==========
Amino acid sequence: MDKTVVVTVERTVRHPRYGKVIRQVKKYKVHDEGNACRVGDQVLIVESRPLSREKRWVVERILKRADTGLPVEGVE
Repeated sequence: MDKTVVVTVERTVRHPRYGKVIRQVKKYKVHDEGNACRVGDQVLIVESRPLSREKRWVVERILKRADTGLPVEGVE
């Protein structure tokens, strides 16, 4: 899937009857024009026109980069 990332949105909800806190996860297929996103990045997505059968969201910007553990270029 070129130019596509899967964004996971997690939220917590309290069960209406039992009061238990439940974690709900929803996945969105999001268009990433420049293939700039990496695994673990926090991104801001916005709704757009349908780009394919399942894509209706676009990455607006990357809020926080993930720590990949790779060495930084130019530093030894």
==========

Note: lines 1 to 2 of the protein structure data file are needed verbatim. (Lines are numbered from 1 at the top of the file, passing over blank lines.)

Amino acid sequence: MDKTVVVTVERTVRHPRYGKVIRQVKKYKVHDEGNACRVGDQVLIVESRPLSREKRWVVERILKRADTGLPVEGVE
Repeated sequence: MDKTVVVTVERTVRHPRYGKVIRQVKKYKVHDEGNACRVGDQVLIVESRPLSREKRWVVERILKRADTGLPVEGVE